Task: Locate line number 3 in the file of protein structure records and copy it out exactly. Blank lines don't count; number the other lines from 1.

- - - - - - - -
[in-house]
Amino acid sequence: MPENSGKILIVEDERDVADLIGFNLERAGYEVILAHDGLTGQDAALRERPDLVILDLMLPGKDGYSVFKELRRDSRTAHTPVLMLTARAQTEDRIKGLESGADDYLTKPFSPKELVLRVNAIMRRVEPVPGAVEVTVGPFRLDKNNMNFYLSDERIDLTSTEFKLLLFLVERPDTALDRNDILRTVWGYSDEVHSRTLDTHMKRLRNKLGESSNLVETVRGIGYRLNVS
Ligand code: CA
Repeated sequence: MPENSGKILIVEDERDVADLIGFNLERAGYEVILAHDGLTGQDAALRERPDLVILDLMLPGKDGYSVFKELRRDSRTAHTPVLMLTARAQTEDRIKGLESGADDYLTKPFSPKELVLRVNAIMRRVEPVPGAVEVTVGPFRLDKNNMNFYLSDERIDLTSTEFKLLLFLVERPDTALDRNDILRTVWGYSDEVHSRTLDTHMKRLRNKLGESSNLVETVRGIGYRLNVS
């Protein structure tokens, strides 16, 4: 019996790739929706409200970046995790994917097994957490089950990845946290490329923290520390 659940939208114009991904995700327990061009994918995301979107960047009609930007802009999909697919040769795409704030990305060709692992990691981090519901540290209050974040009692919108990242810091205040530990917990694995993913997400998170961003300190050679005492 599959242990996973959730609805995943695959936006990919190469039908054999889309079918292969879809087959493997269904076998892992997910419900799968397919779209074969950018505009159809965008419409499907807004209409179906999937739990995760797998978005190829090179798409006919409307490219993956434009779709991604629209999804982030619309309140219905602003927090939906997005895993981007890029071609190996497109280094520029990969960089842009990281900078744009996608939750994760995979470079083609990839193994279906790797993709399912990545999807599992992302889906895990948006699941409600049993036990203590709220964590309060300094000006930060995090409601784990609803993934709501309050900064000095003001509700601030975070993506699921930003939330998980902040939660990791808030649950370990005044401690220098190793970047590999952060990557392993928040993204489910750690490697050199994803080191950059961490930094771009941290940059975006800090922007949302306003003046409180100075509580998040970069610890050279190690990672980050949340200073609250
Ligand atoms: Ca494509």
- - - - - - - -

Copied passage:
Ligand code: CA